Through funding from federal legislation sponsored by U.S. Sen. Debbie Stabenow (D-Lansing), there are 29 organizations in Michigan designated as certified community behavioral health clinics, including HealthWest. These sites receive additional federal dollars to expand access to mental health services, including programs being able to offer services for individuals and families who may be financially struggling but don’t qualify for Medicaid. 

“This means I can provide the same services regardless of who their insurer is,” Rupp said. “That really meets the goal that Shirkey and others are complaining about.”

Fischer, of NAMI of Michigan, also emphasized that while billions of taxpayer dollars would still be funding the state’s mental health system under a private takeover, the public would lose the insight it currently has of the system.

“There’s a loss of transparency and accountability since private entities are not subject to [the Freedom of Information Act] and the Open Meetings Act,” Fischer said. “There’s a loss of service recipient, family and community involvement in program and policy decisions.”

Meghann Keit-Corrion, government affairs associate at the Michigan Association of Counties, which represents all county commissioners in the state, said her organization’s members oppose the legislation and “strongly believe in maintaining our current public health structure.”

Keit-Corrion said at the committee hearing that commissioners are concerned that a private takeover of the system would result in community organizations no longer playing a role in the mental health system.

“I had one Mid-Michigan county that created monthly meetings with schools, special education staff, probation, DHHS, and they were able to look at all of these residents they touch and address behavioral concerns and anticipate the needs in advance rather than being reactive so we didn’t exhaust law enforcement, school or medical resources,” she said. 

If there’s a private takeover of the system, Keit-Corrion said members are worried the insurers would not focus on building these kinds of relationships.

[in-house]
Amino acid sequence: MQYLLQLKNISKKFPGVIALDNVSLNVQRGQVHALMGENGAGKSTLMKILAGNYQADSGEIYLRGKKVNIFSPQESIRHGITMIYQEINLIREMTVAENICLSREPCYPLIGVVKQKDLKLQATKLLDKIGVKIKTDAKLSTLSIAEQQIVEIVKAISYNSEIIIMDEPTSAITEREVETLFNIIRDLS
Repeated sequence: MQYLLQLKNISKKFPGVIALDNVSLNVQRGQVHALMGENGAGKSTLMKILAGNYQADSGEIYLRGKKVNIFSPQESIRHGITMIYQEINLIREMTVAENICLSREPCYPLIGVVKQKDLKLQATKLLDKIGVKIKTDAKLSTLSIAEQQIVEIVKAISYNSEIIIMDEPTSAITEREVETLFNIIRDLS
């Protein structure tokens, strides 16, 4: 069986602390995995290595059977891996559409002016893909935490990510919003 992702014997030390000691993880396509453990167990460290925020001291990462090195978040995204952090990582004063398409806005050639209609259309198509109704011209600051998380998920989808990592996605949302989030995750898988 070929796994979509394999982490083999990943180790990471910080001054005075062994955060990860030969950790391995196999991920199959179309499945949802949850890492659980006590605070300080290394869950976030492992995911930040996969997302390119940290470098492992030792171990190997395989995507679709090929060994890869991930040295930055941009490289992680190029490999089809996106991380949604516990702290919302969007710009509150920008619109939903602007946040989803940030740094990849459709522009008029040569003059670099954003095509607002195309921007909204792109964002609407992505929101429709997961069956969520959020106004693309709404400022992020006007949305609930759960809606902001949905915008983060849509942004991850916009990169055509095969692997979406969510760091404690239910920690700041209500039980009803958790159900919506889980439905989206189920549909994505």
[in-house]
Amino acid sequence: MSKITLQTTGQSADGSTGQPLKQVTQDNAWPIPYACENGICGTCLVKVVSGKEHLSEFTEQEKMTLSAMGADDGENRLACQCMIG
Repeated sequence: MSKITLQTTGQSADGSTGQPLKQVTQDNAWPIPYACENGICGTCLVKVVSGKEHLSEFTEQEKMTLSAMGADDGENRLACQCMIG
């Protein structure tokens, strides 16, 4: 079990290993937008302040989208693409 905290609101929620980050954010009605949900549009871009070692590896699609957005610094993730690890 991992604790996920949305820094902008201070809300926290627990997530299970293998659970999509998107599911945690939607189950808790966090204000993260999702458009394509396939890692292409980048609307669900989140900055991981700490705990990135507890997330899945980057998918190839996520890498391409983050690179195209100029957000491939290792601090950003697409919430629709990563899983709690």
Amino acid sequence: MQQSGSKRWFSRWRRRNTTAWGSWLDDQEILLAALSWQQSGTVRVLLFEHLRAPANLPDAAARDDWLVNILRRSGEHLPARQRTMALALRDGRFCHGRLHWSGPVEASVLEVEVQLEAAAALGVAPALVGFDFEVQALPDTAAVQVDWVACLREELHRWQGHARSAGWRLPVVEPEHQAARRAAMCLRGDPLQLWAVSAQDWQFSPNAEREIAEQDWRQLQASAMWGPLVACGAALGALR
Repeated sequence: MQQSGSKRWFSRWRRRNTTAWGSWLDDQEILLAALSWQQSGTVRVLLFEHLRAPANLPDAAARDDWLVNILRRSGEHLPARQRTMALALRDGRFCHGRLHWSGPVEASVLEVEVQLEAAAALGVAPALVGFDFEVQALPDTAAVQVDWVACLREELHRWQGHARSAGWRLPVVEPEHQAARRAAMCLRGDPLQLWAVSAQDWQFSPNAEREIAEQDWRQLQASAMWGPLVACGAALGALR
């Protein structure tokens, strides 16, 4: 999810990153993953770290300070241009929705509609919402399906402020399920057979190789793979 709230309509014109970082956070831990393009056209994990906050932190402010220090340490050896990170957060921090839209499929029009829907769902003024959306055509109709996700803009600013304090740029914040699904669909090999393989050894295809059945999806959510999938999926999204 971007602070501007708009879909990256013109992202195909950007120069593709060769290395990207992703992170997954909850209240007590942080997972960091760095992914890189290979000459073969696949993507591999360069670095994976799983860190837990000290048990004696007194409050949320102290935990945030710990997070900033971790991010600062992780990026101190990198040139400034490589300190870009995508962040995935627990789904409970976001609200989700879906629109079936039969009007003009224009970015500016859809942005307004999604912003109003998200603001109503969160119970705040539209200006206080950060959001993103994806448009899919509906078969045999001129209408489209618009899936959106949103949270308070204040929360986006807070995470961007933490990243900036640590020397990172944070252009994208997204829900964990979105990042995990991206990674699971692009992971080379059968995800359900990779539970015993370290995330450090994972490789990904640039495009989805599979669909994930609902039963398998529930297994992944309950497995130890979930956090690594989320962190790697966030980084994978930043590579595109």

GET THE MORNING HEADLINES DELIVERED TO YOUR INBOX

Our stories may be republished online or in print under Creative Commons license CC BY-NC-ND 4.0. We ask that you edit only for style or to shorten, provide proper attribution and link to our web site. Please see our republishing guidelines for use of photos and graphics.

Anna Gustafson
Anna Gustafson

Anna Gustafson is the assistant editor at Michigan Advance, where her beats include economic justice, health care and immigration. Previously the founder of the Muskegon Times and the editor at Rapid Growth Media in Grand Rapids, Anna has worked as an editor and reporter for news outlets across the country. She began her journalism career reporting on state politics in Wisconsin and has gone on to cover government, racial justice and immigration reform in New York City, education in Connecticut, the environment in Wyoming, and more. Previously, Anna lived in Argentina and Morocco, and, when she’s not working, she’s often trying to perfect the empanada and couscous recipes she fell in love with in these countries. You’ll likely also find her working on her century-old home in downtown Lansing, writing that ever-elusive novel and hiking throughout Michigan.

MORE FROM AUTHOR